A couple of weeks ago I wrote about Bruno Bettelheim's The Uses of Enchantment: The Meaning and Importance of Fairy Tales (Vintage)Here are two more passages from the introduction which bear some consideration.
“It is characteristic of fairy tales to state an existential dilemma briefly and pointedly. This permits the child to come to grips with the problem in its most essential form, where a more complex plot would confuse matters for him. The fairy tale simplifies all situations. Its figures are clearly drawn, and details, unless very important, are eliminated. All characters are typical rather than unique.”
This is a very important distinction between fairy tales and fiction for children. In fiction for children, characters are described with many nuanced details of biography and personality, giving them three-dimensional life. We feel that we know a friendly and cheerful little boy like Wilbur, the pig in Charlotte's Web. Many of us have met a prickly and defensive kid on the wrong side of the child welfare groups, a Gilly from Katherine Paterson’s The Great Gilly Hopkins. We know precociously wise girls like studious Hermione Granger, and good-natured, loyal goof-buddies like Ron Weasley, Harry Potter’s sidekicks. One of the reasons kids are attracted to these books is because they are attracted to the characters, who are particular people (even if sometimes they are animals) and as such could be people they might meet or come to know.
On the other hand, fairy tales offer not characters but situations, the existential dilemmas of the above Bettelheim excerpt. We don’t want real-seeming characters in them, because we want to inhabit them ourselves, for a while. The “characters” in fairy tales are more like masks that we can try on to see how it feels. We don’t really know much of anything about Cinderella’s personality, but we can try on what it feels like to be rejected and excluded and abused, and then rewarded.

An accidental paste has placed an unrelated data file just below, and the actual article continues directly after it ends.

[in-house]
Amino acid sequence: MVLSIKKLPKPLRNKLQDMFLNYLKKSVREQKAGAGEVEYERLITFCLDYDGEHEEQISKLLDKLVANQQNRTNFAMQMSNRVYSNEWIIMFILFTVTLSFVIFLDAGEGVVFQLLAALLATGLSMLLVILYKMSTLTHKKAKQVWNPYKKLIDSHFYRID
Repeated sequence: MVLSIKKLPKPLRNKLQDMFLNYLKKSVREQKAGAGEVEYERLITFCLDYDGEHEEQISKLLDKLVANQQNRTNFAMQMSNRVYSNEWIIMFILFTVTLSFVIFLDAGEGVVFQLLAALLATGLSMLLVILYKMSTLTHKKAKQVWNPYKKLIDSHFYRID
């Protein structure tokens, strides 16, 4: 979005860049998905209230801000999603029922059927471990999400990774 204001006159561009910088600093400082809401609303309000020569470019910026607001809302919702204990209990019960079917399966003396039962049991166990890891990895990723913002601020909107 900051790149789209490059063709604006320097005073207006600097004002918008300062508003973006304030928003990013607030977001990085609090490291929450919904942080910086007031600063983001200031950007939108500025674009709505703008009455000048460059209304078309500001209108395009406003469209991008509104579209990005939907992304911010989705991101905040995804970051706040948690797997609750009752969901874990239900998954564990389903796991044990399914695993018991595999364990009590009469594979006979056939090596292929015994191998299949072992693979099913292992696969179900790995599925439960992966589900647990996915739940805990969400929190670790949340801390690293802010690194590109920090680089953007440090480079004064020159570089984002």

“Today [1975!] children no longer grow up with the security of an extended family, or of a well-integrated community. Therefore, even more than at the time fairy tales were invented, it is important to provide the modern child with images of heroes who have to go out into the world all by themselves and who, although originally ignorant of the ultimate things, find secure places in the world by following their right way with deep inner confidence.”
After all, isn’t this what we mean when we talk about courage? Deep inner confidence is certainly what I wish for my child, when she sets off in the world to seek her fortune. She has already had to walk through a pretty dark forest to get this far, and will have more dangerous terrain ahead. I hope that all the many stories we’ve shared will help light her way. Is she, and are the rest of today’s children, more in need of fairy tales than 1975’s children? I don’t know; I just know that all children need them, just as they need good novels with individualized characters, and family stories, and heroes from history. We may be living in the 21st Century, but I believe we need to bring the fairy tales with us into the future. Einstein agreed, and who am I to argue with him?